One graduated from high school last night. It was a rainy day, that cleared at the last minute to permit an outdoor ceremony. It made the day extra-special, because my mother was able to attend. She's been recovering from an upper respiratory infection, and was advised not to lock herself in a hot auditorium full of pathogens. Instead, she and her red chariot got prime seating in front of the podium. There were damp eyes all around as her first grandson strode across the stage.
He is now sleeping soundly, having safely returned from "Project Graduation," an all-night graduation party that the PTA hosts at our local community college. I awoke every hour last night, perhaps from some adverse Percocet reaction, but more likely because my boy was off with hundreds of seniors, most of whom don't know him.
One spent his high school career in self-contained classrooms. This means he was educated with adaptations for his needs. All students are required to follow the same curriculum, but in some cases, the pace of the work was modified, or abridged versions of texts were used for instruction. Usually, his classes had no more than ten pupils. His high school is teeming with 1600 students. He participated in some mainstream classes, such as phys ed and computers, but for the most part he has a very small group of "classroom friends," as we call them.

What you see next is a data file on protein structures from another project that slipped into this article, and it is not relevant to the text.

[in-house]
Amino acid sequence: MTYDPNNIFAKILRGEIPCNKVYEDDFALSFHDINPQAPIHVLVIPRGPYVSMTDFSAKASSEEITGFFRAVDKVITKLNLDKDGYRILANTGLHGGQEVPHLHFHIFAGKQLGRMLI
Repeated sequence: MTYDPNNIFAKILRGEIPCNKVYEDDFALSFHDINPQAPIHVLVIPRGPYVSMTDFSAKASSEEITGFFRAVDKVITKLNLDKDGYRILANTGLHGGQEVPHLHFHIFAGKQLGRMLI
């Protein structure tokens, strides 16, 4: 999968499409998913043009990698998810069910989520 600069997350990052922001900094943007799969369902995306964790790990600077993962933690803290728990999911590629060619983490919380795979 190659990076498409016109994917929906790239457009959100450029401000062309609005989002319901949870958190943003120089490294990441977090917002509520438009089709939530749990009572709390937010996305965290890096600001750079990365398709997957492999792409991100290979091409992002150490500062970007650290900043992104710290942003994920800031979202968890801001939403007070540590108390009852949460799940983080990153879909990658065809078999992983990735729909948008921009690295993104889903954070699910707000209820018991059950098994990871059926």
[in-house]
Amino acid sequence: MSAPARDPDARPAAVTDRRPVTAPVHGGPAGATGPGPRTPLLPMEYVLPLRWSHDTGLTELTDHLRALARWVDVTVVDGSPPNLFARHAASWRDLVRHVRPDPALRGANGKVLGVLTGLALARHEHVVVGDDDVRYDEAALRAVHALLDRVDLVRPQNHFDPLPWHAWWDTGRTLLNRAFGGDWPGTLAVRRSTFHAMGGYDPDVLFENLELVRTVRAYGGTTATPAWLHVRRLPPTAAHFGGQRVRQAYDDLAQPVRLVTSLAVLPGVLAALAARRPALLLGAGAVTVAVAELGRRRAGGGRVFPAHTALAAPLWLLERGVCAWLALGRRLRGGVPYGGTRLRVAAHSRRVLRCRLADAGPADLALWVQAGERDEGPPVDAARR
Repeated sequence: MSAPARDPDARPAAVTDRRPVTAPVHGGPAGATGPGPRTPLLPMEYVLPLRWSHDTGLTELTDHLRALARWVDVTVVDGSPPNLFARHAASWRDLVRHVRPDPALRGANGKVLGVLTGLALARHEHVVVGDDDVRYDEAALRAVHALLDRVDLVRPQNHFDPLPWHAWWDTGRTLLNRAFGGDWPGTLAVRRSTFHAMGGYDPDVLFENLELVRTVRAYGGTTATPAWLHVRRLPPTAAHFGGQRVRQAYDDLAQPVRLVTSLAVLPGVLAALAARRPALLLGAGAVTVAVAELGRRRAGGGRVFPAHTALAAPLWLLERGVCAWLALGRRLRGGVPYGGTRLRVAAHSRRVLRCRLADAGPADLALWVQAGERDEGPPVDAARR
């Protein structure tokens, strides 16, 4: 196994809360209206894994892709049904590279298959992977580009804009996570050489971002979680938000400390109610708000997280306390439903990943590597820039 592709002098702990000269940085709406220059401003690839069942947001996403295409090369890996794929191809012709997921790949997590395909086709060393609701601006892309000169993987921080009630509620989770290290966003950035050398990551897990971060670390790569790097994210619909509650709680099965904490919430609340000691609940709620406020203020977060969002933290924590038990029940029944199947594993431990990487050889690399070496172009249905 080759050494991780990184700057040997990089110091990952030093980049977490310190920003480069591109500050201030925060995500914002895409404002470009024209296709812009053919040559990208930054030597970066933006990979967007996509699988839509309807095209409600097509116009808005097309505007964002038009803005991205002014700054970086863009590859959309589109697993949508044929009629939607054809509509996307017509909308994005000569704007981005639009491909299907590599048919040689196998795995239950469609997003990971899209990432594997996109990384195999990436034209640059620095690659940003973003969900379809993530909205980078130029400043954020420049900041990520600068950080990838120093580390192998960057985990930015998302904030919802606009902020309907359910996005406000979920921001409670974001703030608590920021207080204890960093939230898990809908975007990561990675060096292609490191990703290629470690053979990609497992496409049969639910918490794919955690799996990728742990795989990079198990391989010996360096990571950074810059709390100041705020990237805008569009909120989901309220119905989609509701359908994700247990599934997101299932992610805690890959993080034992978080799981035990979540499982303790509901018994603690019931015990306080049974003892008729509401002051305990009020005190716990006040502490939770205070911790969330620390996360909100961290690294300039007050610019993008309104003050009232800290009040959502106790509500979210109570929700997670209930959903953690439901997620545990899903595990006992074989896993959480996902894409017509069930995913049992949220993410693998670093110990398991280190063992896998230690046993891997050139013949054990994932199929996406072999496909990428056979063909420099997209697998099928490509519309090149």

The Captain and I were worried when we dropped him off for the party. All the kids were clustered outside the school in groups, and One wandered a bit, before stopping to talk to a young man, who smiled and answered his questions as we drove away. I have no idea if the boy knew One, or if he was just being polite. As we left him, I decided either was acceptable. One was socializing.
We sent our lad with his cell phone, with instructions to call if he wanted to come home.
At 12:30 I texted to ask if he was having fun.
At 2:30 he answered, "Yes."
"Do you want Dad to come get you, or are you going to stay?"
So, he's not unlike my other teenagers, in general non-verbosity.
When One arrived home, he told me he wasn't tired, because when he was hypnotized, they told him he would awake from the spell feeling well rested. Yikes. I didn't get many more details of the night, because I persuaded him to climb in bed. I hope he had fun.
And with that thought, I am reminded that my concerns for my special guy aren't that different from parents of all children. I want him to have friends, to be accepted for who he is, to go enjoy life. But I will always worry more about him than some of my other sons. I am so proud of what he has accomplished. I hope I can let go of some of my fear, and let him achieve even more.